Business Law Concentration

Overview

Many of our students pursue careers as business lawyers in corporate law firms or in-house positions. “Business law” means overlapping areas of practice that focus on assisting clients with (1) business transactions, (2) entity governance, (3) compliance, or (4) prospective management of legal, litigation, and other risk. Other terms that are frequently used to describe this area of legal practice are transactional or corporate law.

The Business Law Concentration gives students the opportunity to prepare for a career in business law through core classes, relevant electives, and a capstone class. The core courses are Business Associations (the law governing internal management of business entities), Bankruptcy or Secured Transactions (the law governing creditors’ rights), and Securities Regulation (the law governing investment transactions and securities markets). Qualifying electives cover a wide range of topics, including tax, intellectual property, and regulatory compliance. As a capstone course, students take one of the following: Startup Legal Garage (Corporate Module), Social Enterprise and Economic Empowerment Clinic, or Deals.

How to Enroll

To enroll in the concentration, you must complete a Concentrated Studies Program Application (click here to download it). After obtaining the necessary signatures, submit the form to the Records Office. To ensure that your concentration is listed in the commencement program, submit the application no later than the first week of classes of the semester in which you plan to graduate.  While you are welcome to wait until your last semester, applying earlier will allow you to participate in special events for Business Concentrators.

Courses

Concentrators will be required to complete 22 units of qualifying coursework, as follows:

 

Core classes (10 to 11 units):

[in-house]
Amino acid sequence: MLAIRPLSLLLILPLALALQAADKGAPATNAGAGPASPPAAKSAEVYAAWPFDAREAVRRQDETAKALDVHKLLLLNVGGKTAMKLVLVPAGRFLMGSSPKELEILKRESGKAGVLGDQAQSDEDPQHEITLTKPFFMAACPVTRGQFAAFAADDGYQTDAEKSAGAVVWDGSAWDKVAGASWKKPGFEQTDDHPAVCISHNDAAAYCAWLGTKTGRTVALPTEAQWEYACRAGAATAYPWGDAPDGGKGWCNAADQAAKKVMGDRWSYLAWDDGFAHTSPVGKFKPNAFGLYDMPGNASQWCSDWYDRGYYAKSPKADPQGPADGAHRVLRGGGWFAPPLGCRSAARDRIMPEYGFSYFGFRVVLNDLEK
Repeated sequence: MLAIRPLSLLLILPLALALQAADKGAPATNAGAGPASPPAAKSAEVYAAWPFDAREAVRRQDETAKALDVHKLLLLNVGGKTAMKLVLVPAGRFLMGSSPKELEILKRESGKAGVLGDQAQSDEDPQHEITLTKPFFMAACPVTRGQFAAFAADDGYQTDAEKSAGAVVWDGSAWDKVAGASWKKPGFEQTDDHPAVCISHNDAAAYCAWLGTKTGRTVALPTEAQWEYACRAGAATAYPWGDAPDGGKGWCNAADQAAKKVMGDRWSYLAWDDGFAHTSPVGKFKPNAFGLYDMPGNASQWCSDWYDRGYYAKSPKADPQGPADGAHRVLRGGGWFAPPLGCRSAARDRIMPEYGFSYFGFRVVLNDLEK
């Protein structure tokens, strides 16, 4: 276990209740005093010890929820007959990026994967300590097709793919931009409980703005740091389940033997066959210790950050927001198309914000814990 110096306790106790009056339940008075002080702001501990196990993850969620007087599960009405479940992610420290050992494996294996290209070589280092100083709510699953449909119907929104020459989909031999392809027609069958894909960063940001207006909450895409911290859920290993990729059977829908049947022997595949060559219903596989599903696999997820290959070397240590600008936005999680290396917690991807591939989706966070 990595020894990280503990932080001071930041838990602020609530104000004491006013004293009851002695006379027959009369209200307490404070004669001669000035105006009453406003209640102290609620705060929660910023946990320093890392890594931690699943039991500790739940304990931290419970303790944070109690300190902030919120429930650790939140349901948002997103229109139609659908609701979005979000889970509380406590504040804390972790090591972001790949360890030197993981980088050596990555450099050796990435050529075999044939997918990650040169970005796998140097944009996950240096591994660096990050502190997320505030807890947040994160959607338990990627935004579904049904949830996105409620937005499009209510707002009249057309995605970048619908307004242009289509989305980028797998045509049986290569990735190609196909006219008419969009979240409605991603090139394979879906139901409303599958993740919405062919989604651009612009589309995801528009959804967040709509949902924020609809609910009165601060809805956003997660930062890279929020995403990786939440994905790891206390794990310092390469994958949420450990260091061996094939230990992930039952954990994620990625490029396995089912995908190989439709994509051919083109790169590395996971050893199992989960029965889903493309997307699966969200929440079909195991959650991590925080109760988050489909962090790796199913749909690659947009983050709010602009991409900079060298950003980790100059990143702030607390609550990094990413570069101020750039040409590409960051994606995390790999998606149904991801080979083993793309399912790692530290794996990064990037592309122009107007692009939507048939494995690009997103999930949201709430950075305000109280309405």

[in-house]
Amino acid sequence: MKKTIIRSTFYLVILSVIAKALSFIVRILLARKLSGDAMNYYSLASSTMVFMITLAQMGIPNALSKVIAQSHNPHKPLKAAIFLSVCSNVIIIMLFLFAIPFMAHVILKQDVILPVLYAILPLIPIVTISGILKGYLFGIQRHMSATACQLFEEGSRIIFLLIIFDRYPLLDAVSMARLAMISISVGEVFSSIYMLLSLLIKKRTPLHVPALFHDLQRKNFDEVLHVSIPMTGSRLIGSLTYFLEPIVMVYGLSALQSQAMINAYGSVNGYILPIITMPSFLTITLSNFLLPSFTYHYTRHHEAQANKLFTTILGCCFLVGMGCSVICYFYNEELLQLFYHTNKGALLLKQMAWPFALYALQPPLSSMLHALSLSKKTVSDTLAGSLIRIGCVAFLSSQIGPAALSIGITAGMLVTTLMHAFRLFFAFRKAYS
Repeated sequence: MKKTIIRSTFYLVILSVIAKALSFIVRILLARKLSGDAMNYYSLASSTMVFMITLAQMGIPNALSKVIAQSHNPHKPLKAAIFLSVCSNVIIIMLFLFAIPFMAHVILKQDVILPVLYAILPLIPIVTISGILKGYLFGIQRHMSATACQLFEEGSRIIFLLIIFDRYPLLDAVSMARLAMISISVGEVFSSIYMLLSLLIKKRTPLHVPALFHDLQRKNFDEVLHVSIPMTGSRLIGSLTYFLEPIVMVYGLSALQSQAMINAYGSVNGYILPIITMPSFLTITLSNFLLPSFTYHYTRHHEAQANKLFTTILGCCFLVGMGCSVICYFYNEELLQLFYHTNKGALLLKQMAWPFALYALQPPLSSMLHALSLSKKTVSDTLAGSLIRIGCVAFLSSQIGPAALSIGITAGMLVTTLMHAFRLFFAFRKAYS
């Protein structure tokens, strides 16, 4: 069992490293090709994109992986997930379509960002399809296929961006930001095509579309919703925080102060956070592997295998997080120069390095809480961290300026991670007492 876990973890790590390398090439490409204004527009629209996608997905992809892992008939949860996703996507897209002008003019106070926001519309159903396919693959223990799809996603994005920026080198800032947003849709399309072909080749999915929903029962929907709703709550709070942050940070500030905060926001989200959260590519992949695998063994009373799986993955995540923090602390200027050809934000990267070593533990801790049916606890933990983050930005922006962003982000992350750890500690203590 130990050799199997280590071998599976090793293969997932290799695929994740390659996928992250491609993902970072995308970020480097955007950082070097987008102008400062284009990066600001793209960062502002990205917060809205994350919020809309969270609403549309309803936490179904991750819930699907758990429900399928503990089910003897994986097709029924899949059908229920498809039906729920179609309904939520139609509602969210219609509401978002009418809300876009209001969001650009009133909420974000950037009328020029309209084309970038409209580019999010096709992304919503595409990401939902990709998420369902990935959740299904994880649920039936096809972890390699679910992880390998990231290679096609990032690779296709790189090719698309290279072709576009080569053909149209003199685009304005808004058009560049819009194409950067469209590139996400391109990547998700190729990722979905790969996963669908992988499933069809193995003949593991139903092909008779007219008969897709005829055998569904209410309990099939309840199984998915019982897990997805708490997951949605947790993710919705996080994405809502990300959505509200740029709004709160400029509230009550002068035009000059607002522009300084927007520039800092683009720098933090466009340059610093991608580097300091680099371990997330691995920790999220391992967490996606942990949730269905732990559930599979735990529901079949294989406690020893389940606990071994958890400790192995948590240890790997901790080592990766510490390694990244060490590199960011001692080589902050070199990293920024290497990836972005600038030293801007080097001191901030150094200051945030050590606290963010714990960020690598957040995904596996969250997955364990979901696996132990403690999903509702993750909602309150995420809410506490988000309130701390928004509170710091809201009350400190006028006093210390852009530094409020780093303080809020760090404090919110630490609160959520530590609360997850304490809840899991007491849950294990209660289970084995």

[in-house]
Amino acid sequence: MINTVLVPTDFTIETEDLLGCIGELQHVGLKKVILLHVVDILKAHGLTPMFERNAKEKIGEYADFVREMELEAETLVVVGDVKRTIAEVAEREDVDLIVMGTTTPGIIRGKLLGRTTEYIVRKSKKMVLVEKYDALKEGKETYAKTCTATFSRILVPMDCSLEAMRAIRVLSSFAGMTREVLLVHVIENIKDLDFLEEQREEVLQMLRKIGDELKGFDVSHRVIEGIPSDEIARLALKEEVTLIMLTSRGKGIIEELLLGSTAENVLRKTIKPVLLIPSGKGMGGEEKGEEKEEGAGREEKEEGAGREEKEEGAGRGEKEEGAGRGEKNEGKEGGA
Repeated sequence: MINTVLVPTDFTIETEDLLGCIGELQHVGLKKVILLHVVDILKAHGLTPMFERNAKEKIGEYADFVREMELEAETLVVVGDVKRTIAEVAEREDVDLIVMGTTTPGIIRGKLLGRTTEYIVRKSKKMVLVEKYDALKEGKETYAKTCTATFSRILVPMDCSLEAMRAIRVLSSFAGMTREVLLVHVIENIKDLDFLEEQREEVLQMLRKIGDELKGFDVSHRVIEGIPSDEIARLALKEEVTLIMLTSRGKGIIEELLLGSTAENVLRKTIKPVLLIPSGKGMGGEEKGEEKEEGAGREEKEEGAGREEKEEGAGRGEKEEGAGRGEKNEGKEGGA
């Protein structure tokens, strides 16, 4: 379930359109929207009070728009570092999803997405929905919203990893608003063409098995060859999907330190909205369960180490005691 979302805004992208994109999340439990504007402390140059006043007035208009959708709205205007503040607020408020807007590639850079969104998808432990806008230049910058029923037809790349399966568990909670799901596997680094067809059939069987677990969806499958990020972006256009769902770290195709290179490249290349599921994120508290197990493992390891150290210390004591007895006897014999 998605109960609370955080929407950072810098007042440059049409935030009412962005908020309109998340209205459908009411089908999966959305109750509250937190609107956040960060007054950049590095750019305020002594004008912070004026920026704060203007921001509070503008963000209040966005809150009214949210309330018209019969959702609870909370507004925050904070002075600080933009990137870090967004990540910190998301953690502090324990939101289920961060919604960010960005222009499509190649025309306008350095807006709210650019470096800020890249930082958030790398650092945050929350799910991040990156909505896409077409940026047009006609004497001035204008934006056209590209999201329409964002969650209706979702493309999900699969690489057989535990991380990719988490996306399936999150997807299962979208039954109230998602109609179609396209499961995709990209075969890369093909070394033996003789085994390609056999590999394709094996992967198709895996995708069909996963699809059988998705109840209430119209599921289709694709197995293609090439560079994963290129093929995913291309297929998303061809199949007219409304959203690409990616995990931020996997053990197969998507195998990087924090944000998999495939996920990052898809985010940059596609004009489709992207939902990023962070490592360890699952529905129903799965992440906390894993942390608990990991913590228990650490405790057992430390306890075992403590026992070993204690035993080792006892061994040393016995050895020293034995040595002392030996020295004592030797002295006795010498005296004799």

• Bankruptcy (4 units) or Secured Transactions (3 units)
  • Business Associations (4 units)
  • Securities Regulation (3 units)

 

Capstone classes (2 to 8 units):

 

  • Startup Legal Garage – Corporate Module (8 units)
  • Social Enterprise and Economic Empowerment Clinic (7 units)
  • Deals (2 units) (not always offered)
  • Research Seminar in Business Law & Economics (offered in Spring 2019 for the first time)

 

Qualifying electives (in amount adequate to reach 22 total units):

 

  • Antitrust
  • Business Planning Seminar
  • Business Tax Practicum
  • Compliance and Risk Management (with modules in Corporate Governance, Corporate Crimes, Financial & Risk Regulation, and Privacy)
  • Contract Writing & Analysis
  • Community Economic Development Clinic
  • Commercial Contract Drafting
  • Corporate Finance
  • Financial Basics for Lawyers (strongly recommended)
  • Employment Law
  • Entertainment Law
  • Federal Income Taxation (strongly recommended)
  • Federal Income Taxation of Corporations and Partnerships
  • Federal Income Taxation of Real Estate and Other Investments
  • Financial Regulation (formerly “Financial Crises & Regulation”)
  • Health Law Practice
  • Insurance
  • Intellectual Property
  • Intellectual Property Licensing Seminar
  • International Business Transactions (strongly recommended)
  • International Trade Law & Policy
  • Investment Management
  • IP Antitrust
  • Law and Business in Japan
  • Law Practice Management
  • Legal Tech: Building a Startup
  • Mergers & Acquisitions
  • Negotiation courses (e.g., Negotiation, Negotiation & Mediation, Art of the Deal, and Lie Detection)
  • Nonprofit Organizations
  • Nonprofit Law Experiential Module
  • Real Estate Transactions
  • Sales and Leases of Goods
  • Startup Legal Garage – Patent Module
  • State and Local Tax
  • U.S. Healthcare System
  • U.S. Taxation of Foreign Transactions and Investments
  • Venture Capital & The Start-Up Technology and Emerging Growth Company

 

Other Details

A course listed as a core or capstone class may be used as an elective if not used as a core or capstone class. The concentration advisor may approve additional qualifying electives on a case-by-case basis. In the event any of these classes are not offered in the future, the concentration advisor may designate a suitable replacement course. If a student wishes to double concentrate in tax and business law, the Tax Concentration Seminar can satisfy the capstone requirement for the business law concentration, provided the student’s paper topic is sufficiently related to business law.